This stripped-down staging of Shakespeare's popular history succeeds in odd places. In director Davis McCallum's hands, the most wonderful scene in "Henry V" isn't the St. Crispin's Day speech -- drowned in lousy blocking -- but the seduction of princess Katherine by the heroic Harry.
This stripped-down staging of Shakespeare’s popular history succeeds in odd places. In director Davis McCallum’s hands, the most wonderful scene in “Henry V” isn’t the St. Crispin’s Day speech — drowned in lousy blocking — but the seduction of princess Katherine by the heroic Harry. The play is at its best when McCallum can find a laugh or two, and the scenes in France are all gold mines. In general, though, the helmer relies too much on the charm of his redoubtable lead actor and too little on the nuts and bolts of any Shakespeare production: clear language, clean blocking and cutting for pace.
That last requirement is a major loss for the young patrons of the New Victory Theater: McCallum has cut the young Talbot/old Talbot interplay that deepens the play’s kid-friendly fathers-and-sons theme. Instead, he’s meticulously preserved all of the scenes between Nym (Samuel Taylor), Pistol (Chris Thorn), Bardolph (Andy Grotelueschen) and Mistress Quickly (Georgia Cohen), billed here as “Hostess.” For middle-schoolers unfamiliar with “Henry IV” Parts I & II, the scenes are a probably a little confusing, to say the least.
Still, Matthew Amendt is a fine Harry, when he’s not doing a sorta-kinda English accent, and he nearly always makes good on the show’s thunderous oratory, even when he’s stuck up on a table behind a bunch of guys, talking about going to war. “Henry V,” after all, is a play about the monarch as Batman, and as the indestructible king cuts a bloody swath through his disrespectful French antagonists, it’s easy and fun to cheer him on.
Freddy Arsenault aids the cause by selling the arrogant Dauphin as an utter twit, one-upped at every turn by his bored soldiers. The scene in which he compares his horse to his mistress is a big hit with the school crowd that missed the Falstaff references earlier.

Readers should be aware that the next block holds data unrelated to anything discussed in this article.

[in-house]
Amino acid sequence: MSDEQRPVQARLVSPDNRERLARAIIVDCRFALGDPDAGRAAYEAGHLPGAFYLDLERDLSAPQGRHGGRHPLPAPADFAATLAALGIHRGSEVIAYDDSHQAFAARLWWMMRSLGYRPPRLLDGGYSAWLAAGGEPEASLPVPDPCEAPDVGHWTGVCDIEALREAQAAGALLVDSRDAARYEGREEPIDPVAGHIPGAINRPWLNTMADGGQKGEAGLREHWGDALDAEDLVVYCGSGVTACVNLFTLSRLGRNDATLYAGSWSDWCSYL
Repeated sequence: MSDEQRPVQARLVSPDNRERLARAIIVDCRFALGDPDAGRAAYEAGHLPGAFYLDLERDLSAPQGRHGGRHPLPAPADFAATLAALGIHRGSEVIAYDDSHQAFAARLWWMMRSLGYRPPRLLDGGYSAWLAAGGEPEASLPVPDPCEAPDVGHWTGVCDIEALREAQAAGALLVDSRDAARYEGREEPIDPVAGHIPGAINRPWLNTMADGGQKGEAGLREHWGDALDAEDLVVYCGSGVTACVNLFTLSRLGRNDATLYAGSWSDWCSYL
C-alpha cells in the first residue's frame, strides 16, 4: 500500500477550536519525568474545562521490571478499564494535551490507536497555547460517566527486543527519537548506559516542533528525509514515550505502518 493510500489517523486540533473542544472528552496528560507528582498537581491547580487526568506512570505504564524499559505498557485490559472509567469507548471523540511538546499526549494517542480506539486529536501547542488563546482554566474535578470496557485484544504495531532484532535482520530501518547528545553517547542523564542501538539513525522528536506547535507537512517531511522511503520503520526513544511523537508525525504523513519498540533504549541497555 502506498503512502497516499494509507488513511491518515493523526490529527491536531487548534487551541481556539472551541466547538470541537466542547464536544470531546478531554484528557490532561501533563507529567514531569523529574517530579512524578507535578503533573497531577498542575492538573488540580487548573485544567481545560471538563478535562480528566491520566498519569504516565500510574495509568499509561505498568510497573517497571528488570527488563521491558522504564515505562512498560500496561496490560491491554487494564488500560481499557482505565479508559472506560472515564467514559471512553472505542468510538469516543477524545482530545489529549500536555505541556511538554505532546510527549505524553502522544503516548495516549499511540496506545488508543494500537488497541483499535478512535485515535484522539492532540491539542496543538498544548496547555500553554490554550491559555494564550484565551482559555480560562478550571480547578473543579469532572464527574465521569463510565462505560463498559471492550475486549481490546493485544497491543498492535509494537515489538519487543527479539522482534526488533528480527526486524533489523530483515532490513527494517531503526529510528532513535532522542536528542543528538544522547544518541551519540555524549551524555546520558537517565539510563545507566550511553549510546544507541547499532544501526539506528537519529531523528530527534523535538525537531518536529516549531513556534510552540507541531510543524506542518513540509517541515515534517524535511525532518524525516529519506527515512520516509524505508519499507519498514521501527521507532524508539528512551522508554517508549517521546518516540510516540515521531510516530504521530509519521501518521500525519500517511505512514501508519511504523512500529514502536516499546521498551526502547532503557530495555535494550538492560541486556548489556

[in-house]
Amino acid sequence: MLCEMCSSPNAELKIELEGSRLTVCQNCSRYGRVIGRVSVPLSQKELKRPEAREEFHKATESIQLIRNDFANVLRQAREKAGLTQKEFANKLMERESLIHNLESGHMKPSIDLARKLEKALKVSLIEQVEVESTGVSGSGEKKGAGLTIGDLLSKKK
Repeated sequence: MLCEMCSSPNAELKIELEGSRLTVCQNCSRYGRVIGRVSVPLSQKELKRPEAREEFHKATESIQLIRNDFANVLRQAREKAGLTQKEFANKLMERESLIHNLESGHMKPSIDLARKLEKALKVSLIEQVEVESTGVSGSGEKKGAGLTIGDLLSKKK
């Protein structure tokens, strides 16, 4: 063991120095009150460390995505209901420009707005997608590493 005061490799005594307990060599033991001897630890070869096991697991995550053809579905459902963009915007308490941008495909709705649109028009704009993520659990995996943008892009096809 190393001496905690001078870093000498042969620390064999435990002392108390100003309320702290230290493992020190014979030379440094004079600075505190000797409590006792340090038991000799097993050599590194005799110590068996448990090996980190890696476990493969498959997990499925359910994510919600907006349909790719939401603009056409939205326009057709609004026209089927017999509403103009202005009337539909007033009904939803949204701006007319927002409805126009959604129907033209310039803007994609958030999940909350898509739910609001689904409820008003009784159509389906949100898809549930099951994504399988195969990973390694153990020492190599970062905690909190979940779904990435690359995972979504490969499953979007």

Neil Patel’s marvelous set isn’t used as much as it ought to be — the huge wall resembles a wooden cyclorama, with hand- and footholds leading up to second-story doors that make for a fantastic Battle of Harflew. When Harry shouts “Once more unto the breach!” while dangling from a little indentation on the wall, he brings on chills.
Costumer Anita Yavich has given the men asymmetrical leather-looking robes that display both a nice sense of design and a laudable lack of showboating. They look both cool and utilitarian. The women fare less well; they’re wearing long-sleeved, floor-hemmed dresses that don’t look terribly feminine, though Katherine (Kelley Curran) manages to look desirable in spite of her getup.
Originally co-produced by the Acting Company and the Guthrie Theater in Minneapolis, the show gives the impression McCallum would be better off directing comedy, or maybe deep, character-based drama like Chekhov. With “Henry V,” there’s just not enough attention paid to the play’s language, and early moments that should be expository end up played as comedy. A couple of times, the actors fall back on the “isn’t-it-funny-how-complicated-this-speech-is” routine that should set off alarm bells in any director’s head.
“Henry V” is a great play, and this production has illuminating moments, but at the end of the day, it’s overlong and doesn’t really belong at a kids’ theater. The New Vic deserves kudos for bringing Shakespeare to a young audience, but this may not have been the way to do it.